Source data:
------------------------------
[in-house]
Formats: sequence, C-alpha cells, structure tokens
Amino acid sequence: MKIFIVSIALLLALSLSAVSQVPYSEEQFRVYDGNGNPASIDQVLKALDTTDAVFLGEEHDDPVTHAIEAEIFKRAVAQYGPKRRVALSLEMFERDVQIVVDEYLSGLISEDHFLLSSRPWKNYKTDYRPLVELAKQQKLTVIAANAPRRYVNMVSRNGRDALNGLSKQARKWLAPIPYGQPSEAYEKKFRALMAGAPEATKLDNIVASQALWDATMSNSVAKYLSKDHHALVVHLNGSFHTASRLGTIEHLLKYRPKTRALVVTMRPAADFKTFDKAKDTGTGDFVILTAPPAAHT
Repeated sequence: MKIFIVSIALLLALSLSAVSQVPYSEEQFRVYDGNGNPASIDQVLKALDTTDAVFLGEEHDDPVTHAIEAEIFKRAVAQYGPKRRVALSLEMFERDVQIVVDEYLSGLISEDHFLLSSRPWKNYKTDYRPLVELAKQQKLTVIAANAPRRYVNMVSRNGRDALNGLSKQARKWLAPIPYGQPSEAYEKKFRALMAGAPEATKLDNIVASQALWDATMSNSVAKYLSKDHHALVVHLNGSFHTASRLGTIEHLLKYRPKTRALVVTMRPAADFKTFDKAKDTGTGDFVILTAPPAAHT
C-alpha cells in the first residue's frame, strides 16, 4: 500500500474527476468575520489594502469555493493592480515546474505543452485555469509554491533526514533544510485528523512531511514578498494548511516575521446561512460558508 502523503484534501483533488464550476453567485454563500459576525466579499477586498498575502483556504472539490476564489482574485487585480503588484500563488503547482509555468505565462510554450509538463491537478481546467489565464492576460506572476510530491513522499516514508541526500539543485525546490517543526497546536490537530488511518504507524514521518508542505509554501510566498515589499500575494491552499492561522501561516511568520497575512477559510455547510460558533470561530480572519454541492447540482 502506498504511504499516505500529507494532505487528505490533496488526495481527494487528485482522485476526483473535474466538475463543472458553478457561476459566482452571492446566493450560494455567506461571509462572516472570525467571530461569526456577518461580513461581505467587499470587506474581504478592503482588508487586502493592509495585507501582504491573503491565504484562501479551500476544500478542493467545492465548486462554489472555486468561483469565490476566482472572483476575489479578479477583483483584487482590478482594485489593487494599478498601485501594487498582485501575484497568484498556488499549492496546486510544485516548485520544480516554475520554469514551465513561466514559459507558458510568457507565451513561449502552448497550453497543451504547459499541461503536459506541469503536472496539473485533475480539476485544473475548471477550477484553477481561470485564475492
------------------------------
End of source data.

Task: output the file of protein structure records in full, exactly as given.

[in-house]
Formats: sequence, C-alpha cells, structure tokens
Amino acid sequence: MKIFIVSIALLLALSLSAVSQVPYSEEQFRVYDGNGNPASIDQVLKALDTTDAVFLGEEHDDPVTHAIEAEIFKRAVAQYGPKRRVALSLEMFERDVQIVVDEYLSGLISEDHFLLSSRPWKNYKTDYRPLVELAKQQKLTVIAANAPRRYVNMVSRNGRDALNGLSKQARKWLAPIPYGQPSEAYEKKFRALMAGAPEATKLDNIVASQALWDATMSNSVAKYLSKDHHALVVHLNGSFHTASRLGTIEHLLKYRPKTRALVVTMRPAADFKTFDKAKDTGTGDFVILTAPPAAHT
Repeated sequence: MKIFIVSIALLLALSLSAVSQVPYSEEQFRVYDGNGNPASIDQVLKALDTTDAVFLGEEHDDPVTHAIEAEIFKRAVAQYGPKRRVALSLEMFERDVQIVVDEYLSGLISEDHFLLSSRPWKNYKTDYRPLVELAKQQKLTVIAANAPRRYVNMVSRNGRDALNGLSKQARKWLAPIPYGQPSEAYEKKFRALMAGAPEATKLDNIVASQALWDATMSNSVAKYLSKDHHALVVHLNGSFHTASRLGTIEHLLKYRPKTRALVVTMRPAADFKTFDKAKDTGTGDFVILTAPPAAHT
C-alpha cells in the first residue's frame, strides 16, 4: 500500500474527476468575520489594502469555493493592480515546474505543452485555469509554491533526514533544510485528523512531511514578498494548511516575521446561512460558508 502523503484534501483533488464550476453567485454563500459576525466579499477586498498575502483556504472539490476564489482574485487585480503588484500563488503547482509555468505565462510554450509538463491537478481546467489565464492576460506572476510530491513522499516514508541526500539543485525546490517543526497546536490537530488511518504507524514521518508542505509554501510566498515589499500575494491552499492561522501561516511568520497575512477559510455547510460558533470561530480572519454541492447540482 502506498504511504499516505500529507494532505487528505490533496488526495481527494487528485482522485476526483473535474466538475463543472458553478457561476459566482452571492446566493450560494455567506461571509462572516472570525467571530461569526456577518461580513461581505467587499470587506474581504478592503482588508487586502493592509495585507501582504491573503491565504484562501479551500476544500478542493467545492465548486462554489472555486468561483469565490476566482472572483476575489479578479477583483483584487482590478482594485489593487494599478498601485501594487498582485501575484497568484498556488499549492496546486510544485516548485520544480516554475520554469514551465513561466514559459507558458510568457507565451513561449502552448497550453497543451504547459499541461503536459506541469503536472496539473485533475480539476485544473475548471477550477484553477481561470485564475492